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How To Make Your Golf Cart Street Legal In Florida

How To Make Your Golf Cart Street Legal In Florida

How To Make Your Golf Cart Street Legal In Florida

We get this all the time … ” Is this cart street legal? ” or How do I make my golf cart street legal? What do I need to do or can you do it? So this article was just an obvious one I needed to write to cover the bases for our customers and offer the information to get you on the same page with the Florida DMV via the FLHSMV. Here is an Affidavit for you to print and sign for them after conversion is complete. ( See below where you will need to take the vehicle for an inspection )

Also this makes for a great check list to make sure you are prepared for the conversion with all the parts required to do so.  The information below is directly from the Department of Motor Vehicles ” Guide To Owning A Low Speed Vehicle. ” Click this link for a printable copy or read on.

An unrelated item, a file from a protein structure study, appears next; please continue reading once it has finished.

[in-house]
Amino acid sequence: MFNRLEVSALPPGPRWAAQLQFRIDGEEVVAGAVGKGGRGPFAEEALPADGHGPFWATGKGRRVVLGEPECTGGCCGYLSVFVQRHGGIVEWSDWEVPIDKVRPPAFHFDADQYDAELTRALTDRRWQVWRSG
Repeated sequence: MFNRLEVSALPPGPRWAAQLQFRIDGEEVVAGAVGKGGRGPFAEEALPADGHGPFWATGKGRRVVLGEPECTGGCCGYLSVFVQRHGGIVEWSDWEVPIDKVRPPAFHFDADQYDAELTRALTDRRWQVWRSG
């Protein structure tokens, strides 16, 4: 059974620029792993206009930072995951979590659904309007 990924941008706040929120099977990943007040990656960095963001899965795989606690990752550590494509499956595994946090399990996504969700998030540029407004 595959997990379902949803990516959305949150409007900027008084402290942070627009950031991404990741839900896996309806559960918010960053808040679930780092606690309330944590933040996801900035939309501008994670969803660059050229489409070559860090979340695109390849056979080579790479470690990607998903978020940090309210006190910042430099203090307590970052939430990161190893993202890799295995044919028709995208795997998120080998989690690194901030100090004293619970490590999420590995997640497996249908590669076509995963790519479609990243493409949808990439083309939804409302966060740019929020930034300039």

Basic Requirements for Street Legal Compliance

A low speed vehicle (LSV) is a vehicle with a top speed greater than 20 MPH,but not greater than 25 MPH. LSVs must be registered, titled and insured with personal injury protection (PIP) and property damage liability (PDL) insurance. Any person operating an LSV must have a valid driver license. LSVs may only be operated on streets where the posted speed limit is 35 MPH or less. LSVs must be equipped with the following safety equipment:

How To Make Your Golf Cart Street Legal In Florida Check List

Need to order parts? Find all the things you may need to convert your cart to street legal status here. Remember all orders over $99 always ship free… Shop Now for street legal golf cart parts! 

Basic Golf Cart Usage By Law